Swiss-based SIG Beverages, parent of SIG Plastics Technologies (USA) Inc., North Branch, N.J., has acquired Ryka Blow Molds Ltd. in Mississauga, Ont. The move strengthens SIG’s role as an integrated supplier of blow molding equipment in North America, providing it with its first tool-building capacity here for stretch-blow and extrusion blow molding.
Ryka designs and builds tools for one- and two-stage stretch-blow molding of PET, extrusion blown containers, and industrial parts.
In a separate move, SIG also plans to cease building SIG Kautex industrial blow molding machines at its New Jersey facility, although it will maintain sales and service there. Kautex machines will be built only in Germany.
Xaloy Inc., Pulaski, Va., has bought the former Progressive Alloys twin-screw extruder barrel business and assets from Spirex Corp., Youngstown, Ohio. The operations of Progressive Alloys will move from Lynchburg, Va., to Xaloy’s Pulaski site. Spirex will concentrate on components for single-screw extrusion and injection molding.
Dow Automotive of Auburn Hills, Mich., a business unit of Dow Plastics, is trying something new: injection molding and assembling automotive parts and modules at a car assembly plant in Brazil. This is the first known case of a major polymer supplier entering the automotive injection molding field.
Dow Automotive has begun to make parts at a 129,000-sq-ft facility in Ford Motor Co.’s industrial park near Salvador, in Bahia State, northeastern Brazil. The park is dedicated to making Ford Fiestas for domestic and export markets. Dow says its new “pellet-to-part” service supports its role as “materials integrator” at the Ford site. “This aligns us with a strategic customer at one of the automotive industry’s leading industrial parks,” says Bob Rogowski, director of Dow’s Integrated Sites Unit, which will manage the molding facility. Dow installed 12 Engel injection presses that range from 330 to 2530 tons. Also in place are a paint line, glass-bonding equipment using Dow’s Betaseal polyurethane adhesives, and ultrasonic and hot-plate welders.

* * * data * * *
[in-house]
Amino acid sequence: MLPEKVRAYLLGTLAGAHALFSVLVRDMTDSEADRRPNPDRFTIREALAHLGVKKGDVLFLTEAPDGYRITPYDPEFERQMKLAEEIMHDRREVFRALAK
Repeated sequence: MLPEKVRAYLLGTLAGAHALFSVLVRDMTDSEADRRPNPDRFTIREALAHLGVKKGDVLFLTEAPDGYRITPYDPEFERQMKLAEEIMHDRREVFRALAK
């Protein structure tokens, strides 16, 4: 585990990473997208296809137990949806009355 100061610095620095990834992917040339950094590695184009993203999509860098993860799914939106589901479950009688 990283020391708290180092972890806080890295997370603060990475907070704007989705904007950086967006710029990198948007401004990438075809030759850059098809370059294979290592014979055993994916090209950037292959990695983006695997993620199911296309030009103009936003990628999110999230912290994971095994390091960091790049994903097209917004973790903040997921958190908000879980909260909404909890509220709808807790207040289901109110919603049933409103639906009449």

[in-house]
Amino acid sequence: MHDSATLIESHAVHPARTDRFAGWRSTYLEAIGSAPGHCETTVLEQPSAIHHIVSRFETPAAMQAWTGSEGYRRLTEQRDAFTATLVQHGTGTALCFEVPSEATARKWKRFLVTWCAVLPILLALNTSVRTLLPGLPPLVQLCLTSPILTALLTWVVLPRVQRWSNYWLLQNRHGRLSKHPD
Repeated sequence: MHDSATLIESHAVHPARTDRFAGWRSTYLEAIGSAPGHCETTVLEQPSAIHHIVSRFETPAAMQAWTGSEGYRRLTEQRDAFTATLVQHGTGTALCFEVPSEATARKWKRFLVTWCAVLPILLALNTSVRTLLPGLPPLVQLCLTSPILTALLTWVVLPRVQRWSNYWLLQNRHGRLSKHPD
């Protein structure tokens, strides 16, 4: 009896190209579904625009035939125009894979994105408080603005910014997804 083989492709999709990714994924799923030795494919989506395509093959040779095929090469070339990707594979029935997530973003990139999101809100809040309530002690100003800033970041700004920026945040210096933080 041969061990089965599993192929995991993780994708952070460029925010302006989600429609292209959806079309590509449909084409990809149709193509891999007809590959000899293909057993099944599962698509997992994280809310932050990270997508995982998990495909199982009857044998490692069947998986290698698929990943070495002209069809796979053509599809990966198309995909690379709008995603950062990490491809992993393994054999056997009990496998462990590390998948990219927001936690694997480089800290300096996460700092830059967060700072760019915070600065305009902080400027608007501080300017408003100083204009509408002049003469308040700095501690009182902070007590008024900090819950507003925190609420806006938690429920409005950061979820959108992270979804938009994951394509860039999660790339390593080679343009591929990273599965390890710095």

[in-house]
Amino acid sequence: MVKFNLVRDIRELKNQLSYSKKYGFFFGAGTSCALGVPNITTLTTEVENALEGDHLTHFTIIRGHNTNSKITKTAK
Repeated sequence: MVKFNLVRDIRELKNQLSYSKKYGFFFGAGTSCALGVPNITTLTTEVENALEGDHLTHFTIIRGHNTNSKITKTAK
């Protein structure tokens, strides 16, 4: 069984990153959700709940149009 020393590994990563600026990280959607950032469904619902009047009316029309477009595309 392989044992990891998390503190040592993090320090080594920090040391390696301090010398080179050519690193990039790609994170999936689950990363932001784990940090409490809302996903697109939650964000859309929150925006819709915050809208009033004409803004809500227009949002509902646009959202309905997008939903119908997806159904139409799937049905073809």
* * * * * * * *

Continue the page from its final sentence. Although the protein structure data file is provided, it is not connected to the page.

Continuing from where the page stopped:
The major materials to be used at the molding site are Dow’s own polypropylene resins and compounds, including TPOs and glass- and talc-filled PPs compounded at a Dow facility near Sao Paulo. Among the 20 parts to be molded by Dow are front and rear fascias, interior and exterior trim, floor consoles, instrument panels, wheel-well liners, and radiator grilles. Parts will be delivered on a just-in-time basis to the adjacent Ford assembly line.
In explaining Dow’s forward integration into molding, Rogowski says it puts the company in close contact with Ford and such associated suppliers as Visteon and Faurecia. It also helps Dow keep on top of new developments in automotive molding.
Farrel Corp., Ansonia, Conn., has purchased the technology and related assets of the Polymer Mixer Business of Skinner Engine Co. of Erie, Pa. Skinner produced twin-rotor intensive mixers similar to Farrel’s Banbury mixers.
Cinpres Gas Injection, Inc. has moved into a new facility in Ann Arbor, Michigan. The new address is 3915 Research Park Drive, Suite A-4, Ann Arbor, MI 48108. Telephone, fax, and e-mail remain the same.
Rheometric Scientific, Inc., Piscataway, N.J., a maker of computer-controlled materials test systems, has agreed to sell its rheology instruments and services business to Waters Corp.’s TA Instruments Div. in New Castle, Del. TA Instruments supplies rheology and thermal-analysis test instruments. Rheometric will henceforth focus on its life-sciences business.